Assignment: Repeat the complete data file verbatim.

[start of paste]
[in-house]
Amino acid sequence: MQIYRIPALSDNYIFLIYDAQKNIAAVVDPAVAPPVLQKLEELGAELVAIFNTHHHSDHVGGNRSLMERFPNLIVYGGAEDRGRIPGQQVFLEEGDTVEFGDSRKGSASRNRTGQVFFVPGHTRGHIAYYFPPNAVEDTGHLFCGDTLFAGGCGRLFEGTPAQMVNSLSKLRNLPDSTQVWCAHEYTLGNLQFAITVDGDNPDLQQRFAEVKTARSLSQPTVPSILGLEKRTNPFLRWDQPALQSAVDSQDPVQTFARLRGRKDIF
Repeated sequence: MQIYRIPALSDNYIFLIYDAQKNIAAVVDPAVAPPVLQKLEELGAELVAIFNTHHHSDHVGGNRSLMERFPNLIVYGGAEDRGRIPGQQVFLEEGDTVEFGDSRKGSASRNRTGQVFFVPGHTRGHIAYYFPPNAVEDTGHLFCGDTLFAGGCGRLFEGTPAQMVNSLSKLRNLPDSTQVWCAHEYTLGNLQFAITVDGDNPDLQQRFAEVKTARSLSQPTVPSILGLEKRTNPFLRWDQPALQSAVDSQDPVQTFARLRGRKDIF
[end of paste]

[in-house]
Amino acid sequence: MQIYRIPALSDNYIFLIYDAQKNIAAVVDPAVAPPVLQKLEELGAELVAIFNTHHHSDHVGGNRSLMERFPNLIVYGGAEDRGRIPGQQVFLEEGDTVEFGDSRKGSASRNRTGQVFFVPGHTRGHIAYYFPPNAVEDTGHLFCGDTLFAGGCGRLFEGTPAQMVNSLSKLRNLPDSTQVWCAHEYTLGNLQFAITVDGDNPDLQQRFAEVKTARSLSQPTVPSILGLEKRTNPFLRWDQPALQSAVDSQDPVQTFARLRGRKDIF
Repeated sequence: MQIYRIPALSDNYIFLIYDAQKNIAAVVDPAVAPPVLQKLEELGAELVAIFNTHHHSDHVGGNRSLMERFPNLIVYGGAEDRGRIPGQQVFLEEGDTVEFGDSRKGSASRNRTGQVFFVPGHTRGHIAYYFPPNAVEDTGHLFCGDTLFAGGCGRLFEGTPAQMVNSLSKLRNLPDSTQVWCAHEYTLGNLQFAITVDGDNPDLQQRFAEVKTARSLSQPTVPSILGLEKRTNPFLRWDQPALQSAVDSQDPVQTFARLRGRKDIF